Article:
List of dukes of Gaeta

This is a list of the hypati, patricians, consuls, and dukes of Gaeta. Many of the dates are uncertain and sometimes the status of the rulership, with co-rulers and suzerain–vassal relations, is vague.

Native rule (839–1032)

Anatolian dynasty

Docibilan dynasty

  • Docibilis I (866-906)
  • John I (867–933 or 934), also patrician from 877
  • Docibilis II (914 or 915–954), co–hypatus from 906
  • John II (954–962 or 963), co–duke from 933 or 934, consul
  • Gregory (962 or 963–978)
  • Marinus II (978–984)
  • John III (984–1008), co–duke from 979
  • John IV (1008–1012), co–duke from 991
  • John V (1012–1032), also consul
    • Emilia, grandmother, regent (1012–1027)
    • Leo I, uncle, regent (1017–1023)

Lombard period (1032–1064)

In 1041, Guaimar gave direct control and his title to the count of Aversa. In 1058, Gaeta was made subject to the count of Aversa, by then prince of Capua.

Norman period (1064–1140)

These were vassals of the princes of Capua. Princes Richard I and his son Jordan I used the titles duke and consul from 1058 and 1062 respectively.

In 1140, Gaeta went directly to the king of Sicily, Roger II. Under the Hautevilles and the Hohenstaufen, sovereigns continued issuing coinage as rulers of Gaeta until 1229.

Victory title

In the mid–19th century, the soldier, politician and diplomat Enrico Cialdini (1811–1892) was created Duca di Gaeta by the King of Italy as a victory title in recognition of his role during the Siege of Gaeta (1860).

Duchy of Gaeta

The Duchy of Gaeta was an early medieval state centered on the coastal South Italian city of Gaeta. It began in the early ninth century as the local community began to grow autonomous as Byzantine power lagged in the Mediterranean and the peninsula due to Lombard and Saracen incursions.

The primary source for the history of Gaeta during its ducal period is the Codex Caietanus, a collection of charters preserving Gaetan history better and in greater detail than that of its neighbouring coastal states: Naples, Amalfi, and Sorrento. However, unlike these sister seaports, Gaeta was never a centre of commercial importance. In 778, it was the headquarters from which the patrician of Sicily directed the campaign against the Saracen invaders of Campania.

Normans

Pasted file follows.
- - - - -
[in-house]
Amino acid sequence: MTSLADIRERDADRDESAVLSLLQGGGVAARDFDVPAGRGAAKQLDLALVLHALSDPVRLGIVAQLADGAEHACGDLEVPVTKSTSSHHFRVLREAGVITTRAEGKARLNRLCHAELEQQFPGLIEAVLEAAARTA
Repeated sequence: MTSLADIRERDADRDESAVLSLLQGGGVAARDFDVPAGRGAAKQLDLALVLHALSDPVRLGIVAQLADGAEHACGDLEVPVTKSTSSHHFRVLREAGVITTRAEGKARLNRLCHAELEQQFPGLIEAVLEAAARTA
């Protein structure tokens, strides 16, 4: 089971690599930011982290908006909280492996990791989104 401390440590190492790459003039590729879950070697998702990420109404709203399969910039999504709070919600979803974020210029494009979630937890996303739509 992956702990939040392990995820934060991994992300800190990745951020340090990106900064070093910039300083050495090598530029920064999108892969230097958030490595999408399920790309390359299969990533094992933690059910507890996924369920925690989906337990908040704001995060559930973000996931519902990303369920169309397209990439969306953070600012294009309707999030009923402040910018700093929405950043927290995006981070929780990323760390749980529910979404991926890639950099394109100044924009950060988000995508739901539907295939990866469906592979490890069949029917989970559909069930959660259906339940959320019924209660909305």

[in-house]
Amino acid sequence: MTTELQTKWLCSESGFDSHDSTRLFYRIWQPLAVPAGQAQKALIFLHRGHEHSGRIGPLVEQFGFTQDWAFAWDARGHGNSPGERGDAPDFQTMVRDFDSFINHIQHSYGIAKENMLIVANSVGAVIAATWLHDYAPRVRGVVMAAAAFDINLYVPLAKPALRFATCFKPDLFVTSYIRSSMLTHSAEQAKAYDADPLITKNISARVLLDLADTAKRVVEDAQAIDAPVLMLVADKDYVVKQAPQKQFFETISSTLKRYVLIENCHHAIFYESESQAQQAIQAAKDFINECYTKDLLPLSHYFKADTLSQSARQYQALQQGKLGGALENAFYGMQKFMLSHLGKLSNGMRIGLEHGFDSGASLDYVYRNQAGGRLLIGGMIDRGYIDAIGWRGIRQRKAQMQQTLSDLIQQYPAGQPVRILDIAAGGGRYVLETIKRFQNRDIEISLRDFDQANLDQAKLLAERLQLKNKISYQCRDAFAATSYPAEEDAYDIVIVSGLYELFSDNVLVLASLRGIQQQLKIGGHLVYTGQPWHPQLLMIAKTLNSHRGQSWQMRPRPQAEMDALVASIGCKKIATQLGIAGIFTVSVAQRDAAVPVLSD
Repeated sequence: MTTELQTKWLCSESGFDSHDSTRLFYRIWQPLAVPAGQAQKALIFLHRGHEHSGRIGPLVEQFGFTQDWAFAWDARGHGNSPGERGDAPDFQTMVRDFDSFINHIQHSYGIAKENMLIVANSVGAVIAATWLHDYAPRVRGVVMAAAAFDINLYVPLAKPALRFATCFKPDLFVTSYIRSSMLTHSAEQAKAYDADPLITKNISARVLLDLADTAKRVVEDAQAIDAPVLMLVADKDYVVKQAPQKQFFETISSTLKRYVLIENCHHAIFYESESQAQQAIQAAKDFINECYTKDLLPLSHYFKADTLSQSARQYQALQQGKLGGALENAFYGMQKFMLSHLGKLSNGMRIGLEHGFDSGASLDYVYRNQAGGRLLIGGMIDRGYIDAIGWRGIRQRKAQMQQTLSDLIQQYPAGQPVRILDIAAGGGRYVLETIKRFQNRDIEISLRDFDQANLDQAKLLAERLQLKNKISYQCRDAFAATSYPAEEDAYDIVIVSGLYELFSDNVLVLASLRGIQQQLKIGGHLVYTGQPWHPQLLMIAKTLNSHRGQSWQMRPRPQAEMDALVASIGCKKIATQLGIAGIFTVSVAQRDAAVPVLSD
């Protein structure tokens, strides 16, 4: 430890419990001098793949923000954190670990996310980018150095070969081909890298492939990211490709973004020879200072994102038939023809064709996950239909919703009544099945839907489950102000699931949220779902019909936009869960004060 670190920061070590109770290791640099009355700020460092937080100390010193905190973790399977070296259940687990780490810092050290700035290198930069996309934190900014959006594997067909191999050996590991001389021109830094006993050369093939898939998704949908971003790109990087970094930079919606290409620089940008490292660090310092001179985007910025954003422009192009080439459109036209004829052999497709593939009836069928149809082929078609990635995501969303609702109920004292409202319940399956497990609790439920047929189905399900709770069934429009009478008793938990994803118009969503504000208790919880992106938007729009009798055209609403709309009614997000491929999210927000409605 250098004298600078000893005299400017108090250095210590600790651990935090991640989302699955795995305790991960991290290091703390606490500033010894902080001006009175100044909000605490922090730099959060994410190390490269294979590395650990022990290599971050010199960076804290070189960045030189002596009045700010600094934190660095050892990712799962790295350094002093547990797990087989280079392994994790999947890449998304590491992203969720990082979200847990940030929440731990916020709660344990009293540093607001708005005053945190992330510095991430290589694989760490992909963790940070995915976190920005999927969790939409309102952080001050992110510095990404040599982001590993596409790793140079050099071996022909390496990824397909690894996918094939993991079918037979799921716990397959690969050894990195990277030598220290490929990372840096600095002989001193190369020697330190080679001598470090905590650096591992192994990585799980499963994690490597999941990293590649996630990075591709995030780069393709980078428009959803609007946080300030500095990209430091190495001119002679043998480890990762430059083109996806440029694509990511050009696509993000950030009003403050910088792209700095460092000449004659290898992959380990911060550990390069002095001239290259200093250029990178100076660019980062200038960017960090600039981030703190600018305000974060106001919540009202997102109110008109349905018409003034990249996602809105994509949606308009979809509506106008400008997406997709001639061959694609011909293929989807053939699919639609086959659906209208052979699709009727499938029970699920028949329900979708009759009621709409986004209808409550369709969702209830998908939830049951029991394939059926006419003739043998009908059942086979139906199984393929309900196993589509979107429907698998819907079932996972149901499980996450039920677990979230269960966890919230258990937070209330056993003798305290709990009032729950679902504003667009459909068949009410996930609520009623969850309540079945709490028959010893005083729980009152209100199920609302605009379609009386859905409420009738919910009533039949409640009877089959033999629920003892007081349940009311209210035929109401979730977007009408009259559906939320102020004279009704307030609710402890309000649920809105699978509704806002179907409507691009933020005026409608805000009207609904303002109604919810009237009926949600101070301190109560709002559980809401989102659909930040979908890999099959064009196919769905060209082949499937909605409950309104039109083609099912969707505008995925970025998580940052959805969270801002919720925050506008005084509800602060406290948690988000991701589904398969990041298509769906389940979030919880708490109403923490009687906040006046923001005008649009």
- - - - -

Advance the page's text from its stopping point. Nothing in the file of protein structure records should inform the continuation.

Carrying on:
The Normans (Norman: Normaunds; French: Normands) are an ethnic group that arose in Normandy, a northern region of France, from contact between indigenous Franks and Gallo-Romans, and Norse Viking settlers. The settlements followed a series of raids on the French coast from Denmark, Norway, and Iceland, and they gained political legitimacy when the Viking leader Rollo agreed to swear fealty to King Charles III of West Francia. The distinct cultural and ethnic identity of the Normans emerged initially in the first half of the 10th century, and it continued to evolve over the succeeding centuries.The Norman dynasty had a major political, cultural and military impact on medieval Europe and the Near East. The Normans were famed for their martial spirit and eventually for their Catholic piety, becoming exponents of the Catholic orthodoxy of the Romance community into which they assimilated. They adopted the Gallo-Romance language of the Frankish land they settled, their dialect becoming known as Norman, Normaund or Norman French, an important literary language which is still spoken today in parts of Normandy and the nearby Channel Islands. The Duchy of Normandy, which they formed by treaty with the French crown, was a great fief of medieval France, and under Richard I of Normandy was forged into a cohesive and formidable principality in feudal tenure.The Normans are noted both for their culture, such as their unique Romanesque architecture and musical traditions, and for their significant military accomplishments and innovations. Norman adventurers played a role in founding the Kingdom of Sicily under Roger II after briefly conquering southern Italy and Malta from the Saracens and Byzantines, during an expedition on behalf of their duke, William the Conqueror, which also led to the Norman conquest of England at the historic Battle of Hastings in 1066. In the ninth century, the Normans captured Seville in Southern Spain, and Norman and Anglo-Norman forces contributed to the Iberian Reconquista from the early eleventh to the mid-thirteenth centuries.Norman cultural and military influence spread from these new European centres to the Crusader states of the Near East, where their prince Bohemond I founded the Principality of Antioch in the Levant, to Scotland and Wales in Great Britain, to Ireland, and to the coasts of north Africa and the Canary Islands. The legacy of the Normans persists today through the regional languages and dialects of France, England, Spain, and Sicily, as well as the various cultural, judicial, and political arrangements they introduced in their conquered territories.

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